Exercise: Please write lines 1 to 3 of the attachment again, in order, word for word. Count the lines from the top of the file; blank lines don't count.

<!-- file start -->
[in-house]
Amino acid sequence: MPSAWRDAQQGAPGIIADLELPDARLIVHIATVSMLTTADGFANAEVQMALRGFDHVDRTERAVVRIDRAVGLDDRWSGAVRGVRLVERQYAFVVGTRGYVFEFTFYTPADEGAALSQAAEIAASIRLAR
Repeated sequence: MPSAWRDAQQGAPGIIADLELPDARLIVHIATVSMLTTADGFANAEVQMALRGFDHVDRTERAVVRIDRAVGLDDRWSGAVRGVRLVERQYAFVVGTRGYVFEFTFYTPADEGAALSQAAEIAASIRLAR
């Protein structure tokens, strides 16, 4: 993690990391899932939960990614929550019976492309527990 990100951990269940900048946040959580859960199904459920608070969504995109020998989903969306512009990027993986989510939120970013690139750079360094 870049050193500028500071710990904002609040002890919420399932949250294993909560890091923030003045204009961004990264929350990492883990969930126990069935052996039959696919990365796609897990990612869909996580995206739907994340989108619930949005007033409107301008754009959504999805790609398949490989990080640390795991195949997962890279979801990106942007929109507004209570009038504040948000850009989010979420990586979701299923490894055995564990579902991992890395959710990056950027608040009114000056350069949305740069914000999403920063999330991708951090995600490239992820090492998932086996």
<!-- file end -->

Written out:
[in-house]
Amino acid sequence: MPSAWRDAQQGAPGIIADLELPDARLIVHIATVSMLTTADGFANAEVQMALRGFDHVDRTERAVVRIDRAVGLDDRWSGAVRGVRLVERQYAFVVGTRGYVFEFTFYTPADEGAALSQAAEIAASIRLAR
Repeated sequence: MPSAWRDAQQGAPGIIADLELPDARLIVHIATVSMLTTADGFANAEVQMALRGFDHVDRTERAVVRIDRAVGLDDRWSGAVRGVRLVERQYAFVVGTRGYVFEFTFYTPADEGAALSQAAEIAASIRLAR